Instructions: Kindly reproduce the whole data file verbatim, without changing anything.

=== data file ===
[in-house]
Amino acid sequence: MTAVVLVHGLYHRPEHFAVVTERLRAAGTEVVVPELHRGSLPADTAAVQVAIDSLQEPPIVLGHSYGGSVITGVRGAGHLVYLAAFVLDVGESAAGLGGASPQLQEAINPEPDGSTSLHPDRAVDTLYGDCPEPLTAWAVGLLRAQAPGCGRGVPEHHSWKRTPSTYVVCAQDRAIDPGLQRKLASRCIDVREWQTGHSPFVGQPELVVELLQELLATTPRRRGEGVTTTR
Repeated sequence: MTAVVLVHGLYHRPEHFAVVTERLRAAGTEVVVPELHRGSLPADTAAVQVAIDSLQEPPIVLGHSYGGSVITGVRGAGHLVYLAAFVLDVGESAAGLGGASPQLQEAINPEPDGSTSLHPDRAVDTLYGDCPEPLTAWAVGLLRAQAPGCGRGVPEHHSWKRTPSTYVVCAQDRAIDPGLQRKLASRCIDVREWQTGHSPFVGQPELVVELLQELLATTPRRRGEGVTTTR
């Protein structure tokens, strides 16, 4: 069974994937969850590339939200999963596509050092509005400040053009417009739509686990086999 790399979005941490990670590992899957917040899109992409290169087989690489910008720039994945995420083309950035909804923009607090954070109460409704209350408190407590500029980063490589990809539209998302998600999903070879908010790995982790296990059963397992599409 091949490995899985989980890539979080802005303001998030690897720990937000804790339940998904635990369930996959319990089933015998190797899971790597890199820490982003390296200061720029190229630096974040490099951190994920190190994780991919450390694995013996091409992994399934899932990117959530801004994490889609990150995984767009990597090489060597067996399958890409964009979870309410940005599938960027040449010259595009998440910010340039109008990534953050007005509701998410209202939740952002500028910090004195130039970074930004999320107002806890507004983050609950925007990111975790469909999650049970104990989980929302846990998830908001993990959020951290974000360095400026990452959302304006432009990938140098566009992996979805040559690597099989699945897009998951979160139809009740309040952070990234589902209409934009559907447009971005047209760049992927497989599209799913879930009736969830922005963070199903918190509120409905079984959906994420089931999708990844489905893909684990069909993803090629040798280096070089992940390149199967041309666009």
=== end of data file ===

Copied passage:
[in-house]
Amino acid sequence: MTAVVLVHGLYHRPEHFAVVTERLRAAGTEVVVPELHRGSLPADTAAVQVAIDSLQEPPIVLGHSYGGSVITGVRGAGHLVYLAAFVLDVGESAAGLGGASPQLQEAINPEPDGSTSLHPDRAVDTLYGDCPEPLTAWAVGLLRAQAPGCGRGVPEHHSWKRTPSTYVVCAQDRAIDPGLQRKLASRCIDVREWQTGHSPFVGQPELVVELLQELLATTPRRRGEGVTTTR
Repeated sequence: MTAVVLVHGLYHRPEHFAVVTERLRAAGTEVVVPELHRGSLPADTAAVQVAIDSLQEPPIVLGHSYGGSVITGVRGAGHLVYLAAFVLDVGESAAGLGGASPQLQEAINPEPDGSTSLHPDRAVDTLYGDCPEPLTAWAVGLLRAQAPGCGRGVPEHHSWKRTPSTYVVCAQDRAIDPGLQRKLASRCIDVREWQTGHSPFVGQPELVVELLQELLATTPRRRGEGVTTTR
């Protein structure tokens, strides 16, 4: 069974994937969850590339939200999963596509050092509005400040053009417009739509686990086999 790399979005941490990670590992899957917040899109992409290169087989690489910008720039994945995420083309950035909804923009607090954070109460409704209350408190407590500029980063490589990809539209998302998600999903070879908010790995982790296990059963397992599409 091949490995899985989980890539979080802005303001998030690897720990937000804790339940998904635990369930996959319990089933015998190797899971790597890199820490982003390296200061720029190229630096974040490099951190994920190190994780991919450390694995013996091409992994399934899932990117959530801004994490889609990150995984767009990597090489060597067996399958890409964009979870309410940005599938960027040449010259595009998440910010340039109008990534953050007005509701998410209202939740952002500028910090004195130039970074930004999320107002806890507004983050609950925007990111975790469909999650049970104990989980929302846990998830908001993990959020951290974000360095400026990452959302304006432009990938140098566009992996979805040559690597099989699945897009998951979160139809009740309040952070990234589902209409934009559907447009971005047209760049992927497989599209799913879930009736969830922005963070199903918190509120409905079984959906994420089931999708990844489905893909684990069909993803090629040798280096070089992940390149199967041309666009």